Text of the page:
Lab Studies

Endosulphan residues in the environment and human blood

CSE set up this pollution monitoring laboratory to monitor chemical toxins so that information about the health threats from chemical toxins can be made available in the public domain. The first study undertaken by the laboratory was a scientific testing of endosulphan residues in the environment and human blood in Padre village in Kasargode district of Kerala. The study was in response to letters received from groups working in the district detailing high incidences of neurological diseases.

The result of the study was that endosulphan levels were extremely high. CSE organised a public meeting to disseminate the results. The study had a huge media impact and the issue was covered by major national newspapers and Television channels. Within a span of a year from the publication and dissemination of the study, the state government of Kerala banned the further aerial spraying of endosulphan in the state. Similarly, the court also stayed the further spraying of endosulphan in Kasaragod district.


Pesticide in bottled drinking water and soft drinks

CSE’s studies on pesticide residues in packaged drinking water and soft drinks set a milestone in environmental advocacy. The two studies that exposed the presence of pesticide in bottled drinking water and soft drinks generated front-page headlines in national newspapers and were covered extensively by television channels.

The tremendous media response forced the government to act. The ministries of food and civil supplies, consumer affairs and health and family welfare announced draft norms revising the testing methodology and standards for pesticide residues in bottled water. A high level committee was constituted to finalise the new norms after a due review process. A Joint Parliamentary Committee, the first ever on a public health issue, was set up by the government to look into the issue of pesticide residue in beverages and recommend standards.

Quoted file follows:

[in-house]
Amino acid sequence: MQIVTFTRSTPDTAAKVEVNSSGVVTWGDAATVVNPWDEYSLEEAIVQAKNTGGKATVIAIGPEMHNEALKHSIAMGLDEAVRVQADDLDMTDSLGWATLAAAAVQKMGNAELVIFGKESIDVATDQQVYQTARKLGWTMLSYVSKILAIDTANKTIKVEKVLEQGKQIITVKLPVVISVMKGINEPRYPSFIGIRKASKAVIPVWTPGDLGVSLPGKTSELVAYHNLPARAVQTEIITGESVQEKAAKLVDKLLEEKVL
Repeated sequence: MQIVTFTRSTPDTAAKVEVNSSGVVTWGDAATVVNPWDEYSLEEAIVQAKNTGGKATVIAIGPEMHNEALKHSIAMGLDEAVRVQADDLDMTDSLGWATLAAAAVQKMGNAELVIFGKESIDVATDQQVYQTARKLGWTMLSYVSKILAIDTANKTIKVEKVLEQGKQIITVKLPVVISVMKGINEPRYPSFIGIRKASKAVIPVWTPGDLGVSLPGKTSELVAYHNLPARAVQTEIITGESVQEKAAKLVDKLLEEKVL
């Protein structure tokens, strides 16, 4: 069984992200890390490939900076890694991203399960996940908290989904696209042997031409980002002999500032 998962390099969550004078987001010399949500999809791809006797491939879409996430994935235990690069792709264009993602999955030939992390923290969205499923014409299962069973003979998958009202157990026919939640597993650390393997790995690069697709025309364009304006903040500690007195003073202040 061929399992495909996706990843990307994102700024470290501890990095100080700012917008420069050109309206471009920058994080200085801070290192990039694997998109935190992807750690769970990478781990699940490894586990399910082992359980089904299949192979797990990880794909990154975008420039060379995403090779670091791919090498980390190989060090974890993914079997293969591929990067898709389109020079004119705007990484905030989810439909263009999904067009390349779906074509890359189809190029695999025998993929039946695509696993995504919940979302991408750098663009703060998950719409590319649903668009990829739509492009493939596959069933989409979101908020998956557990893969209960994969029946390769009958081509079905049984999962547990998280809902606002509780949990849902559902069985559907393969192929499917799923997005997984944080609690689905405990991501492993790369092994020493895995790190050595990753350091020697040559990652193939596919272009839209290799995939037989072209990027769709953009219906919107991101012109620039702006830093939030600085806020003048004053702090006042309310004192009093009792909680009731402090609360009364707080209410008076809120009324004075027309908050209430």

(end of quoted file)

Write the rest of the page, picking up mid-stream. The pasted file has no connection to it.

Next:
The report of the fourth Joint Parliamentary Committee (JPC) to investigate the presence of pesticide residues in soft drinks was tabled in February 2004. The JPC report not only endorsed CSE's findings on pesticide residues in soft drinks but it also endorsed the demand for a strong public health agenda for food and water. CSE filed a filed a public interest litigation case in the Supreme Court of India and continues to work on this issue. As a result of CSE’s campaign, the government has agreed to set final product standards for pesticide residues in soft drinks and has drafted a new Food Safety Bill. Under the proposed bill, the use of food additives, processing aid, contaminants, heavy metals, insecticides, pesticides, veterinary drugs residue, antibiotic residues, or solvent residues will be prohibited unless they are in accordance with specified regulations.

The CSE exposé generated tremendous media and public interest. Several institutions like schools, airlines and government canteens banned the sale of cold drinks. Media reports said that sales had fallen 30 per cent as an effect of the CSE report. Different state governments also took action. Some state governments undertook voluntary test of these soft drinks in their respective states. The Orissa, West Bengal and Gujarat governments ordered test of soft drinks samples. The Union Health minister Sushma Swaraj announced in Parliament that the government would independently test samples of the soft drinks.


GMO in food products

Foods produced from genetically modified organisms (GMOs) are referred to as genetically modified (GM) foods. The safety of GM foods has been a matter of concern. The Food Safety and Standards Authority of India (FSSAI) has not allowed GM foods in India so far.

To understand whether GM foods are available in the Indian market, the Pollution Monitoring Laboratory (PML) at the Centre for Science and Environment (CSE) tested 65 imported and domestically produced processedfood samples. Testing involved qualitatively screening for the presence of GM DNA (deoxyribonucleic acid) through the qPCR (quantitative polymerase chain reaction). The food samples were made from or likely to contain ingredients from soya, corn, rapeseed or cottonseed and were a mix of oils, packaged foods, infant foods and protein supplements.